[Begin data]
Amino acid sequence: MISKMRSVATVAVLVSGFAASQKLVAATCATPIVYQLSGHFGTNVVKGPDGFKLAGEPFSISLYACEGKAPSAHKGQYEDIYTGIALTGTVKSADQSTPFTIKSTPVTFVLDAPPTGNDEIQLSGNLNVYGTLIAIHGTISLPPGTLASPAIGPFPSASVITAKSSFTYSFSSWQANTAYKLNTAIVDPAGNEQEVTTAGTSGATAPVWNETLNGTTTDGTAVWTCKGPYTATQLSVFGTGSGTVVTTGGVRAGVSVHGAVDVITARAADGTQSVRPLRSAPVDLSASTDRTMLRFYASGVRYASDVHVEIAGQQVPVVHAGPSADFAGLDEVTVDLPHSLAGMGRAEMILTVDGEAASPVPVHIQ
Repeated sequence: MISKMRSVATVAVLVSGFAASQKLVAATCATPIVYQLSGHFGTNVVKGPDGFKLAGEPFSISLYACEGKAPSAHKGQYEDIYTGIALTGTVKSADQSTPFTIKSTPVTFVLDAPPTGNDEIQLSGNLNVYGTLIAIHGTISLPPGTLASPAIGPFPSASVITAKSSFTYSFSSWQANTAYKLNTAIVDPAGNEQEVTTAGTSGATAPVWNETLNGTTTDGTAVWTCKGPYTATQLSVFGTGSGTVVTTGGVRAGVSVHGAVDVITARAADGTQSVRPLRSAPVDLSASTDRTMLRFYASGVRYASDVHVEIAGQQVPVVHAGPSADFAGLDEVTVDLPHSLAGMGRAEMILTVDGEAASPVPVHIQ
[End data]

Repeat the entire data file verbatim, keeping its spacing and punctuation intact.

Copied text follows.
Amino acid sequence: MISKMRSVATVAVLVSGFAASQKLVAATCATPIVYQLSGHFGTNVVKGPDGFKLAGEPFSISLYACEGKAPSAHKGQYEDIYTGIALTGTVKSADQSTPFTIKSTPVTFVLDAPPTGNDEIQLSGNLNVYGTLIAIHGTISLPPGTLASPAIGPFPSASVITAKSSFTYSFSSWQANTAYKLNTAIVDPAGNEQEVTTAGTSGATAPVWNETLNGTTTDGTAVWTCKGPYTATQLSVFGTGSGTVVTTGGVRAGVSVHGAVDVITARAADGTQSVRPLRSAPVDLSASTDRTMLRFYASGVRYASDVHVEIAGQQVPVVHAGPSADFAGLDEVTVDLPHSLAGMGRAEMILTVDGEAASPVPVHIQ
Repeated sequence: MISKMRSVATVAVLVSGFAASQKLVAATCATPIVYQLSGHFGTNVVKGPDGFKLAGEPFSISLYACEGKAPSAHKGQYEDIYTGIALTGTVKSADQSTPFTIKSTPVTFVLDAPPTGNDEIQLSGNLNVYGTLIAIHGTISLPPGTLASPAIGPFPSASVITAKSSFTYSFSSWQANTAYKLNTAIVDPAGNEQEVTTAGTSGATAPVWNETLNGTTTDGTAVWTCKGPYTATQLSVFGTGSGTVVTTGGVRAGVSVHGAVDVITARAADGTQSVRPLRSAPVDLSASTDRTMLRFYASGVRYASDVHVEIAGQQVPVVHAGPSADFAGLDEVTVDLPHSLAGMGRAEMILTVDGEAASPVPVHIQ